Table d'hote: As the global economy crumbles

Wade McIntyre
Wade McIntyre

Over the years, I’ve made several trips to Disneyland in Anaheim and pretty much can find my way around the place blindfolded.

The caricature ride through the attraction called “It’s a Small World” especially impressed me on my first trip.

Disney’s kiddy ride reinforced for me a fondness of all cultures and the bond of oneness that humans share with each other. Despite the dichotomies and schisms that split societies and races apart on the world scene, we all have common, basic fundamental beliefs. As Sting reminded us in song, the Russians love their children, too.

Unfortunately, Disney’s amusement park ride is no more a true picture of world cultures than a Hollywood western is accurate about America.

With the global economy crumbling before our eyes, the happy, small world attraction that celebrates the duality of human uniqueness and commonality seems like a dated cartoon.

The global world is contracting on an economic level, and countries are hunkering down in an ugly  protectionism frenzy. Leading the wave is the United States where imports have fallen around 15 percent for nearly five consecutive quarters. American consumers are still livid with distrust over Chinese imports, and the disdain has spread to imports from other nations.

Japan prospered for many years catering to the automotive and electronic tastes of American buyers. Consumers are indebted to the Japanese for building and introducing quality automobiles to the marketplace when U.S. manufacturers refused to do so. Yet Japanese growth is now threatened by the decline of purchases by Americans.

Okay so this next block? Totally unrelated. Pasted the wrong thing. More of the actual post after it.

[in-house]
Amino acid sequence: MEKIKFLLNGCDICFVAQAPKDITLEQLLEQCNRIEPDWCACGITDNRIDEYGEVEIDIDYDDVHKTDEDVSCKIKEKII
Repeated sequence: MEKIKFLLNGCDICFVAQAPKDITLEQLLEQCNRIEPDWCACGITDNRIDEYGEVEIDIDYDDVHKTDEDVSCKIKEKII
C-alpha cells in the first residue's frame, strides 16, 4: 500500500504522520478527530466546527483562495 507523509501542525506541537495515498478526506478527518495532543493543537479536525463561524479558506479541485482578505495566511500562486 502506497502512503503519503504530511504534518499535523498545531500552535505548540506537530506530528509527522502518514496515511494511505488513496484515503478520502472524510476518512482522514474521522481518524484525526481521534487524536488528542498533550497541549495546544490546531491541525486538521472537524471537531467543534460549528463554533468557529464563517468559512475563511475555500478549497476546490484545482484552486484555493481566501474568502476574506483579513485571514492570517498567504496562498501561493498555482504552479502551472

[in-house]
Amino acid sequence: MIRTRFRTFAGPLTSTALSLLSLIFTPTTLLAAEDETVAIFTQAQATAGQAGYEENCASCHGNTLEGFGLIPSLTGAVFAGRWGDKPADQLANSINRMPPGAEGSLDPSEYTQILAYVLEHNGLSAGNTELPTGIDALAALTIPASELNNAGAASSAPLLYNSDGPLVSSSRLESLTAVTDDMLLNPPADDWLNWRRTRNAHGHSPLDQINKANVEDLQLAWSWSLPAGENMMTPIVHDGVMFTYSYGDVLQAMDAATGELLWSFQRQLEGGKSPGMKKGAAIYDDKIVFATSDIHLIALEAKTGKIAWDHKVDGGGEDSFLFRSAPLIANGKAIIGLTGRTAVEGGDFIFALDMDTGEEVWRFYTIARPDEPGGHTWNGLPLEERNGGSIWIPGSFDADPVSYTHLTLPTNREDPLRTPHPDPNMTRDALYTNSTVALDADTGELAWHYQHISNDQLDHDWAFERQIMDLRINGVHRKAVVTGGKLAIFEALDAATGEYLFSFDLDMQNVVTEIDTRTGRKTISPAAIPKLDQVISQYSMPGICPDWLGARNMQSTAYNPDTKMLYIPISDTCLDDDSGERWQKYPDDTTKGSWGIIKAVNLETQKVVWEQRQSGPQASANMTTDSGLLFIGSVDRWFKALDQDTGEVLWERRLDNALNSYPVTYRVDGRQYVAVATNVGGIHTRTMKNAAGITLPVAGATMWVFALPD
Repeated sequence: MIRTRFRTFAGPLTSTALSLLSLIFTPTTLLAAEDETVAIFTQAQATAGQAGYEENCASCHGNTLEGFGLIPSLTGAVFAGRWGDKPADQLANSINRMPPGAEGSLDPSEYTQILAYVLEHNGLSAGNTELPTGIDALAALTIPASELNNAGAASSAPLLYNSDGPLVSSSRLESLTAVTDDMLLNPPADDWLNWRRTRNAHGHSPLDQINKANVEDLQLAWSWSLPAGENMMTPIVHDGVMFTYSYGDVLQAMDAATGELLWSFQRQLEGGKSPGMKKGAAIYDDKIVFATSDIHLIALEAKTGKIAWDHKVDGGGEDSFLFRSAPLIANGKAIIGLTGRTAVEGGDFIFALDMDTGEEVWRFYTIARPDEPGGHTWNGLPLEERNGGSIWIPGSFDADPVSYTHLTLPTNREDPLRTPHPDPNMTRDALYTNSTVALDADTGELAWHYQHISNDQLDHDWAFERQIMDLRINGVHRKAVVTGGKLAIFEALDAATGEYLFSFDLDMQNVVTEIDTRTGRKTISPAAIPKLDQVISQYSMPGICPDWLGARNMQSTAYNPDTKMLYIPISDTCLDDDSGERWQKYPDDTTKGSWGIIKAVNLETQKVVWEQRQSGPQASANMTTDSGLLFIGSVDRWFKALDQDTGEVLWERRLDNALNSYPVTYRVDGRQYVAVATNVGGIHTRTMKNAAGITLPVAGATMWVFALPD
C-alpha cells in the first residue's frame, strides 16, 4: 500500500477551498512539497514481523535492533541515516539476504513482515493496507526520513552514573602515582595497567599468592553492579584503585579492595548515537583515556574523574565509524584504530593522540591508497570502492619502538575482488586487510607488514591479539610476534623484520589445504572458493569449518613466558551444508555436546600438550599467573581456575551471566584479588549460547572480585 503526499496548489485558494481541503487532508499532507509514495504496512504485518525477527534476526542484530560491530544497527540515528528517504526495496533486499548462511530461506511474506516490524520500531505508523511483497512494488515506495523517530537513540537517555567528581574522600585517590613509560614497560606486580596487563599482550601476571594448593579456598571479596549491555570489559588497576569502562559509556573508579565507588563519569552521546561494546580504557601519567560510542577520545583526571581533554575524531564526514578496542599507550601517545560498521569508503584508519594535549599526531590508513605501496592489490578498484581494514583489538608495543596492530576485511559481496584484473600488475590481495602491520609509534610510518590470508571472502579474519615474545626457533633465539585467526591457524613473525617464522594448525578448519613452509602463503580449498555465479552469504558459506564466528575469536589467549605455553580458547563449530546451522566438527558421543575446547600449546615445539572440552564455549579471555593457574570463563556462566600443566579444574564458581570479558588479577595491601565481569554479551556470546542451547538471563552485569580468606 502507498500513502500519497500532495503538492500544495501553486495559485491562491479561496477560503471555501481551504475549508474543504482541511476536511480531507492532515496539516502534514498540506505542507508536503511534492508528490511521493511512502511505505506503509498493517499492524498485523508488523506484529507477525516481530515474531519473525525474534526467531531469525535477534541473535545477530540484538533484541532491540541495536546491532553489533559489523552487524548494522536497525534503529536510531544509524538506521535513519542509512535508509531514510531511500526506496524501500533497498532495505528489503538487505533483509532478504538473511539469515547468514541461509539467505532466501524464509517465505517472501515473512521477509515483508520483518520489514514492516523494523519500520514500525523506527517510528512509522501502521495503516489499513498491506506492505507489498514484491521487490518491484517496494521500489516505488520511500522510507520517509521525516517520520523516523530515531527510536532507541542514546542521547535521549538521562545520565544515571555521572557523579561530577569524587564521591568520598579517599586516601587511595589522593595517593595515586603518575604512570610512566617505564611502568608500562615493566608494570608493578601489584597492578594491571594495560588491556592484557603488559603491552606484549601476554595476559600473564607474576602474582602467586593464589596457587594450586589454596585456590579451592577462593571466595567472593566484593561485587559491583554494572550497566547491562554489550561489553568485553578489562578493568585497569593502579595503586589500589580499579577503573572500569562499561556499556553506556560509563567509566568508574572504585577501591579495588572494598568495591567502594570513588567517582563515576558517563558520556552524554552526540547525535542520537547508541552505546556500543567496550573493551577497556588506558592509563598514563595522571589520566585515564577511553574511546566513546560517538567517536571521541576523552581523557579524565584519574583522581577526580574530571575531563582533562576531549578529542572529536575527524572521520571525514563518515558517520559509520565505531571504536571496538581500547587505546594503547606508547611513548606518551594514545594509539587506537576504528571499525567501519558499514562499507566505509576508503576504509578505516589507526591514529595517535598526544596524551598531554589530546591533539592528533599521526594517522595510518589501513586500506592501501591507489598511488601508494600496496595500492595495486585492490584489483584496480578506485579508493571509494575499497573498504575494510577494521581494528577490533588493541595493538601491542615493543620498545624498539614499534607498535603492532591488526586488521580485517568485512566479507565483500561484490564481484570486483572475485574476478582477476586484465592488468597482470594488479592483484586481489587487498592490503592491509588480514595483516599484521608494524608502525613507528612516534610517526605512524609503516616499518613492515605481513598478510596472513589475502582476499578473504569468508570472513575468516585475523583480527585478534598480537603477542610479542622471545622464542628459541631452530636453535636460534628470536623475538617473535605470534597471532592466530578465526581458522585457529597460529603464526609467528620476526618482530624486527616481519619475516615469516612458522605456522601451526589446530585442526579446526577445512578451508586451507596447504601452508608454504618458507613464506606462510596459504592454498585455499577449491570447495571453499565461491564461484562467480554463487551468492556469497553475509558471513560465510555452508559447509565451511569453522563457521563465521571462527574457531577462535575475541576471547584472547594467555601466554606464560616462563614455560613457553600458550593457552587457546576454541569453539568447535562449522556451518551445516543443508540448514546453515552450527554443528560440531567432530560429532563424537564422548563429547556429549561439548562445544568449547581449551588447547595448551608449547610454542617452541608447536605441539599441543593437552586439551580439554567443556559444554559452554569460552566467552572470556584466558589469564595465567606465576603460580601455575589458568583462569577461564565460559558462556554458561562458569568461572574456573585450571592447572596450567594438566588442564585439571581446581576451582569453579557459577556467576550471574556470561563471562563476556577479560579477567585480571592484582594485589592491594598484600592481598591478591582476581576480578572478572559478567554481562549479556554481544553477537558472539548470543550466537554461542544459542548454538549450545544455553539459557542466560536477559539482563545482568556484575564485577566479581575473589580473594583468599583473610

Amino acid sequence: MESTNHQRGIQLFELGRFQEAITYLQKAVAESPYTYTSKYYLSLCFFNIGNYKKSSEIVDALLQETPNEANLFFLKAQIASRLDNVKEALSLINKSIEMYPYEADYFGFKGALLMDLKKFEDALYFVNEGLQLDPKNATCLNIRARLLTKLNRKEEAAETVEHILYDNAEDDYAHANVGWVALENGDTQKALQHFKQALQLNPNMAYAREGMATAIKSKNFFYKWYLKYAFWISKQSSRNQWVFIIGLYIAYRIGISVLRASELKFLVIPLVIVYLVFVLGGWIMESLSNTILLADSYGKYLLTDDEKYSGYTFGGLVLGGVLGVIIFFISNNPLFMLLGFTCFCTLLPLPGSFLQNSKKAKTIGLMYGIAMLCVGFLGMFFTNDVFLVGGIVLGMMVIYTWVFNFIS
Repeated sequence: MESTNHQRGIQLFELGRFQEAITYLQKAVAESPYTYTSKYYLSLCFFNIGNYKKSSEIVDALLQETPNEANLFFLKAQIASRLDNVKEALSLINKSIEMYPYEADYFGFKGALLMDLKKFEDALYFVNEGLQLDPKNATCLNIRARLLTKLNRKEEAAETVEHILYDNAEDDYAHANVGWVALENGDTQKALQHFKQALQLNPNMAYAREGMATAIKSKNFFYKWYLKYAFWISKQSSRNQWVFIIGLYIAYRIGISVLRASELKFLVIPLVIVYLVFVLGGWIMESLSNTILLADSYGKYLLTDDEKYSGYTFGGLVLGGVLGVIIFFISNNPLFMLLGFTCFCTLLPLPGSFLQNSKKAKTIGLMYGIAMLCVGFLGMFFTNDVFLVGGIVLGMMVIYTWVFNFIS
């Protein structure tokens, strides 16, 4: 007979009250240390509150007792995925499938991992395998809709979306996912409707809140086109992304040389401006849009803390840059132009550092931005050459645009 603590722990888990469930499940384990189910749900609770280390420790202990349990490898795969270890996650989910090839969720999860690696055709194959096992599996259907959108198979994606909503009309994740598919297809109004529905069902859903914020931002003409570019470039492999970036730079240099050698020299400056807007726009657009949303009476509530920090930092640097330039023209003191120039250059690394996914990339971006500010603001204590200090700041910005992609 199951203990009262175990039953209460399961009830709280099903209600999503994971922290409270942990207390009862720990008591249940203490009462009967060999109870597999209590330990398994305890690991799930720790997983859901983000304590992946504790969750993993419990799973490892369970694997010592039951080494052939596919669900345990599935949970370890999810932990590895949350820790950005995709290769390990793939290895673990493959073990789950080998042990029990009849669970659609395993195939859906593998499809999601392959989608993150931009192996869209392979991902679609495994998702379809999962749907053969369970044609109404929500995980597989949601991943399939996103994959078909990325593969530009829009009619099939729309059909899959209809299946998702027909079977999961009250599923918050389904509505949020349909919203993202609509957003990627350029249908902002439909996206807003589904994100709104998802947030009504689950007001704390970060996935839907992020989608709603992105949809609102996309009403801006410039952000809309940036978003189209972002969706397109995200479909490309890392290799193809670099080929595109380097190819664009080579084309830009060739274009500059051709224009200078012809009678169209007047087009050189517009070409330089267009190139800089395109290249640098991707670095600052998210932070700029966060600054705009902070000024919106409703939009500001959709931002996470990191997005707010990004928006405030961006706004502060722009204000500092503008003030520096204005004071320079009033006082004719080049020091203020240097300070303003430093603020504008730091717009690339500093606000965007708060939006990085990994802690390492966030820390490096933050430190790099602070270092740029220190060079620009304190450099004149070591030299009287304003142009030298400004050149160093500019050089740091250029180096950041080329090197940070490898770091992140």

Most Americans understand imports are one of the keys to a successful 21st century marketplace, but they also know that buying local and domestic helps American workers when jobs are at stake.

Now, proposed “Buy American” provisions in the government stimulus package will reinforce what consumers have already shown they want - more American-made manufactured goods and foods, less imports.

Unfortunately, other nations will strike back by imposing retaliatory tariffs on American goods such as beef and chicken, and the jobs in America dependent on a healthy import/export ratio will begin evaporating.

Take for instance the Louisiana company employing 240 workers in New Iberia that manufactures Tabasco and exports to 160 countries around the world. Suppose France reacts to the planned U.S. tariff on Roquefort cheese by slapping a fee on Tabasco imports. Suppose that causes French consumers to purchases local brands of hot sauce, putting a dent in Tabasco sales. What if Japan, which is the world’s biggest consumer of Tabasco outside the U.S., decides to follow suit?

Most countries who import Tabasco sell quality domestic hot sauces and would have little to lose by slapping a protectionism tariff on America’s gourmet hot stuff.

Americans who believe they will not suffer from turning their backs on friends in other countries with whom they trade are in for a surprise. Protectionism among friends does not work. The world is too small to get away with it.